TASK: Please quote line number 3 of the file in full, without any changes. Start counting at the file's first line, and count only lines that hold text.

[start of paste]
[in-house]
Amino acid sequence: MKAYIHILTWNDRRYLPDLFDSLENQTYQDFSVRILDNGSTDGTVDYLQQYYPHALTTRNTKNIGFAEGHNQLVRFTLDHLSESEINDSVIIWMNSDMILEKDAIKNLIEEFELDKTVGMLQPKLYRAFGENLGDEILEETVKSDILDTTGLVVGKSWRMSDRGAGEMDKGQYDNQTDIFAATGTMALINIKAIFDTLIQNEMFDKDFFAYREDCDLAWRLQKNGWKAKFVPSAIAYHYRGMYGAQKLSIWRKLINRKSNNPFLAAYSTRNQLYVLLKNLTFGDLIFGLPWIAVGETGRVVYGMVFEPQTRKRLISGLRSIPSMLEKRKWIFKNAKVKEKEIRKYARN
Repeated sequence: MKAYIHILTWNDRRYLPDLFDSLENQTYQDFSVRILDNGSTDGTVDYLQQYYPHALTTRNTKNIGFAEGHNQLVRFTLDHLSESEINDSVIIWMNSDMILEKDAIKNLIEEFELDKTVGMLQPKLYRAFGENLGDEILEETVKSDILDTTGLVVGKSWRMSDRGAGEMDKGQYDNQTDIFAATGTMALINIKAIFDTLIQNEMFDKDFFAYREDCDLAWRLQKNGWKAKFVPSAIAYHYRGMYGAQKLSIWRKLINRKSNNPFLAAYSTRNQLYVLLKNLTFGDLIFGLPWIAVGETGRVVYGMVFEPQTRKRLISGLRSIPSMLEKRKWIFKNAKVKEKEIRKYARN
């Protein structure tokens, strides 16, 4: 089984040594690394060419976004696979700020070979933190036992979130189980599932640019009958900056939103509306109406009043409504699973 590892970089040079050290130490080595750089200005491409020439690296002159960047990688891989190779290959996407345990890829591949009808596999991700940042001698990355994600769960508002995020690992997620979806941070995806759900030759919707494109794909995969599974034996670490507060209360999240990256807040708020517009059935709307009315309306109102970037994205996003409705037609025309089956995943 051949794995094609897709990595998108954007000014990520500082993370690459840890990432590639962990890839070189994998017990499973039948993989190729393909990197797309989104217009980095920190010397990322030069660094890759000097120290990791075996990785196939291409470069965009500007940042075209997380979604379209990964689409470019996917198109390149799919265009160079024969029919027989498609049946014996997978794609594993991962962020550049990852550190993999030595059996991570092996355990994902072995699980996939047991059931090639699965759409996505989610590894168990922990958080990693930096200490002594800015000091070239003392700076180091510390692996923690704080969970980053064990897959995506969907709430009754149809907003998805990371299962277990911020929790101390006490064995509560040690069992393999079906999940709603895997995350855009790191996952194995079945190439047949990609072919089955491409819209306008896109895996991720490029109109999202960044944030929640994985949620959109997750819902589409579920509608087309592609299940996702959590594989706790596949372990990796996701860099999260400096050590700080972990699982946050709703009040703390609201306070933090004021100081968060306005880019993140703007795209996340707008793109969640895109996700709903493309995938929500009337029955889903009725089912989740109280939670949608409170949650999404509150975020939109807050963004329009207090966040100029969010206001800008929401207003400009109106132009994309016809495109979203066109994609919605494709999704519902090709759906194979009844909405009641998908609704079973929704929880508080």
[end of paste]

Repeated sequence: MKAYIHILTWNDRRYLPDLFDSLENQTYQDFSVRILDNGSTDGTVDYLQQYYPHALTTRNTKNIGFAEGHNQLVRFTLDHLSESEINDSVIIWMNSDMILEKDAIKNLIEEFELDKTVGMLQPKLYRAFGENLGDEILEETVKSDILDTTGLVVGKSWRMSDRGAGEMDKGQYDNQTDIFAATGTMALINIKAIFDTLIQNEMFDKDFFAYREDCDLAWRLQKNGWKAKFVPSAIAYHYRGMYGAQKLSIWRKLINRKSNNPFLAAYSTRNQLYVLLKNLTFGDLIFGLPWIAVGETGRVVYGMVFEPQTRKRLISGLRSIPSMLEKRKWIFKNAKVKEKEIRKYARN